(n)"Government official" means any employee of the executive branch.
Sec. 4. Administration.
(b)With respect to the Executive Office of the President, the duties set forth in section 4(a) shall be the responsibility of the Counsel to the President or his or her designee.
(c)The Director of the Office of Government Ethics shall:
(1)ensure that the pledge and a copy of this order are made available for use by agencies in fulfilling their duties under section 4(a) above;
(2)in consultation with the Attorney General or the Counsel to the President or their designees, when appropriate, assist designated agency ethics officers in providing advice to current or former appointees regarding the application of the pledge; and
(3)in consultation with the Attorney General and the Counsel to the President or their designees, adopt such rules or procedures as are necessary or appropriate:
(i)to carry out the foregoing responsibilities;
(ii)to apply the lobbyist gift ban set forth in paragraph 1 of the pledge to all executive branch employees;
(iii)to authorize limited exceptions to the lobbyist gift ban for circumstances that do not implicate the purposes of the ban;
(iv)to make clear that no person shall have violated the lobbyist gift ban if the person properly disposes of a gift as provided by section 2635.205 of title 5, Code of Federal Regulations;
(v)to ensure that existing rules and procedures for Government employees engaged in negotiations for future employment with private businesses that are affected by their official actions do not affect the integrity of the Government's programs and operations;
(vi)to ensure, in consultation with the Director of the Office of Personnel Management, that the requirement set forth in paragraph 6 of the pledge is honored by every employee of the executive branch;
(4)in consultation with the Director of the Office of Management and Budget, report to the President on whether full compliance is being achieved with existing laws and regulations governing executive branch procurement lobbying disclosure and on steps the executive branch can take to expand to the fullest extent practicable disclosure of such executive branch procurement lobbying and of lobbying for presidential pardons, and to include in the report both immediate action the executive branch can take and, if necessary, recommendations for legislation; and
(5)provide an annual public report on the administration of the pledge and this order.
(d)The Director of the Office of Government Ethics shall, in consultation with the Attorney General, the Counsel to the President, and the Director of the Office of Personnel Management, or their designees, report to the President on steps the executive branch can take to expand to the fullest extent practicable the revolving door ban set forth in paragraph 5 of the pledge to all executive branch employees who are involved in the procurement process such that they may not for 2 years after leaving Government service lobby any Government official regarding a Government contract that was under their official responsibility in the last 2 years of their Governmentservice; and to include in the report both immediate action the executive branch can take and, if necessary, recommendations for legislation.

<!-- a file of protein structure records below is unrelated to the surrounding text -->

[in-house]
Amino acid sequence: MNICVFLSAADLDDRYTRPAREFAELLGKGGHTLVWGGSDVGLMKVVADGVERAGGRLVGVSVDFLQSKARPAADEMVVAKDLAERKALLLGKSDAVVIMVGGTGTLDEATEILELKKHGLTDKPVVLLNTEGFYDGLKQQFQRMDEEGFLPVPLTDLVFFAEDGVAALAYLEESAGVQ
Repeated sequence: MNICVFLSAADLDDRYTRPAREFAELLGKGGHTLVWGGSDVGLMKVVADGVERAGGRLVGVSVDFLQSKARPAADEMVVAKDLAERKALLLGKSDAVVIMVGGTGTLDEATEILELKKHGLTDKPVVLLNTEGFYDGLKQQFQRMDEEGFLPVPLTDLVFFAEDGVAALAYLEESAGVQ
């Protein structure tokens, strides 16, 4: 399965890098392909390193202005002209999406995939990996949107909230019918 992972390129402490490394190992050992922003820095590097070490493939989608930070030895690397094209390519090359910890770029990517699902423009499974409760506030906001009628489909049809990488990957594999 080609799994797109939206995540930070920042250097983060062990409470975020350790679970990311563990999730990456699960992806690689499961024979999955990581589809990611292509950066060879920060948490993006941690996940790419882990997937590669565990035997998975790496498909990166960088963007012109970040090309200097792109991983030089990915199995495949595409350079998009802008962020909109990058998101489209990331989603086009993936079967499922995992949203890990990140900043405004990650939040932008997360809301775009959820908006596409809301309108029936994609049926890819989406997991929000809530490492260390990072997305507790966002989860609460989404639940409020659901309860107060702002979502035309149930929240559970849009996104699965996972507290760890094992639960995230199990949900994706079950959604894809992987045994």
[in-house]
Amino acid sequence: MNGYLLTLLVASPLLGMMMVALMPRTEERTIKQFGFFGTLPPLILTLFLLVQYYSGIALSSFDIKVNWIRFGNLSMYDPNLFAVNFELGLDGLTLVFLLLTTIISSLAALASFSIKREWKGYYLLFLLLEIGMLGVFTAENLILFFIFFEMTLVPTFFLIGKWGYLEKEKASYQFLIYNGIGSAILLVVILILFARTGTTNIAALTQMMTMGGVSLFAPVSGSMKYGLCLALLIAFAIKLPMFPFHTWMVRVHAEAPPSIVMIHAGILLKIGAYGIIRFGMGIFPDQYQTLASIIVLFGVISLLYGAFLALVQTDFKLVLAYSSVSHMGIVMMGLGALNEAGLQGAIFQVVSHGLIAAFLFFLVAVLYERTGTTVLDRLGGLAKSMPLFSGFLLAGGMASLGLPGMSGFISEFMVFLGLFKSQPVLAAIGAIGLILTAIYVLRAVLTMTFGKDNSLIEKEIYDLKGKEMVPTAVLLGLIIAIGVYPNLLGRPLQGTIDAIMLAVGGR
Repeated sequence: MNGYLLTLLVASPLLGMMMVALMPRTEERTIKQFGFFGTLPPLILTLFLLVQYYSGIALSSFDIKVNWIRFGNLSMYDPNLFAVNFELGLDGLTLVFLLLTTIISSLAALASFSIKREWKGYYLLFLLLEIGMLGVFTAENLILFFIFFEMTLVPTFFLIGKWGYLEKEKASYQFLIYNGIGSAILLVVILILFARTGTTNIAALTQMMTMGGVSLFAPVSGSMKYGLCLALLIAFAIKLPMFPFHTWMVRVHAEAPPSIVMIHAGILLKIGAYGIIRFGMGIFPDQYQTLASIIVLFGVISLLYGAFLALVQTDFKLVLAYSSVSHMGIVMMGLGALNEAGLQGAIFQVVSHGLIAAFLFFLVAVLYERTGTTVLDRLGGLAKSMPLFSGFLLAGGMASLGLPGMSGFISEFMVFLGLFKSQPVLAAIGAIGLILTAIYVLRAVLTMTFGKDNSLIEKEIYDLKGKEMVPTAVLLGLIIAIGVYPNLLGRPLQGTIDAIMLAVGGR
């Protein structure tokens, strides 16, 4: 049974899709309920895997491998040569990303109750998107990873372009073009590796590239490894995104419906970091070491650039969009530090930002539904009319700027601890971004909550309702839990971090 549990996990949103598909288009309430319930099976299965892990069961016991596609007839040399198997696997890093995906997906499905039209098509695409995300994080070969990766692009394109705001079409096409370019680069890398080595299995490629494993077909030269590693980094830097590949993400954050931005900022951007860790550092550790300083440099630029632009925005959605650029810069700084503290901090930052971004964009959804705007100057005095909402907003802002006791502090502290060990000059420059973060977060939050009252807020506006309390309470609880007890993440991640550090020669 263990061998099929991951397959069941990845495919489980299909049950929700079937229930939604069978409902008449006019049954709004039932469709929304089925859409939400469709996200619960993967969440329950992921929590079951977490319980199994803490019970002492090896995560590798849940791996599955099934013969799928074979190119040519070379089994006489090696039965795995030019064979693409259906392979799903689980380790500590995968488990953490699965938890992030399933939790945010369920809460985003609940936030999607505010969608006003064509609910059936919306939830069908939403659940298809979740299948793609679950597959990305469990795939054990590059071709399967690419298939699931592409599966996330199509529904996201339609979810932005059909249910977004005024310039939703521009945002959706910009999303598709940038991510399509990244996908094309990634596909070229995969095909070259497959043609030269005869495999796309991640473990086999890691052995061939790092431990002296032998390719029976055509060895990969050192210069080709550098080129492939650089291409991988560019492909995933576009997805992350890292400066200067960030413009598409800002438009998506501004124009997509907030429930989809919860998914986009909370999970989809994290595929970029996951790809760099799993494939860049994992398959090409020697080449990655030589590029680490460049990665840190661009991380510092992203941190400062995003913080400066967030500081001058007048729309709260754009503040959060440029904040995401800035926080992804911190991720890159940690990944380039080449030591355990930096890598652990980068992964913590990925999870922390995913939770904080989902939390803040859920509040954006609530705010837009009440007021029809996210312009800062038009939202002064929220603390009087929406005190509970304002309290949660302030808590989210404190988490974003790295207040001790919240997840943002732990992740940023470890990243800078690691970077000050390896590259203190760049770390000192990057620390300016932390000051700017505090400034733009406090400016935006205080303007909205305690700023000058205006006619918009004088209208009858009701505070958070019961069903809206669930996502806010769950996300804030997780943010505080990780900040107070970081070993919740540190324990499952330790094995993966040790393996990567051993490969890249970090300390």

(e)All pledges signed by appointees, and all waiver certifications with respect thereto, shall be filed with the head of the appointee's agency for permanent retention in the appointee's official personnel folder or equivalent folder.
Sec. 5. Enforcement.
(b)Any former appointee who is determined, after notice and hearing, by the duly designated authority within any agency, to have violated his or her pledge may be barred from lobbying any officer or employee of that agency for up to 5 years in addition to the time period covered by the pledge. The head of every executive agency shall, in consultation with the Director of the Office of Government Ethics, establish procedures to implement this subsection, which procedures shall include (but not be limited to) providing for factfinding and investigation of possible violations of this order and for referrals to the Attorney General for his or her consideration pursuant to subsection (c).
(c)The Attorney General or his or her designee is authorized:
(1)upon receiving information regarding the possible breach of any commitment in a signed pledge, to request any appropriate Federal investigative authority to conduct such investigations as may be appropriate; and
(2)upon determining that there is a reasonable basis to believe that a breach of a commitment has occurred or will occur or continue, if not enjoined, to commence a civil action against the former employee in any United States District Court with jurisdiction to consider the matter.
(d)In any such civil action, the Attorney General or his or her designee is authorized to request any and all relief authorized by law, including but not limited to:
(1)such temporary restraining orders and preliminary and permanent injunctions as may be appropriate to restrain future, recurring, or continuing conduct by the former employee in breach of the commitments in the pledge he or she signed; and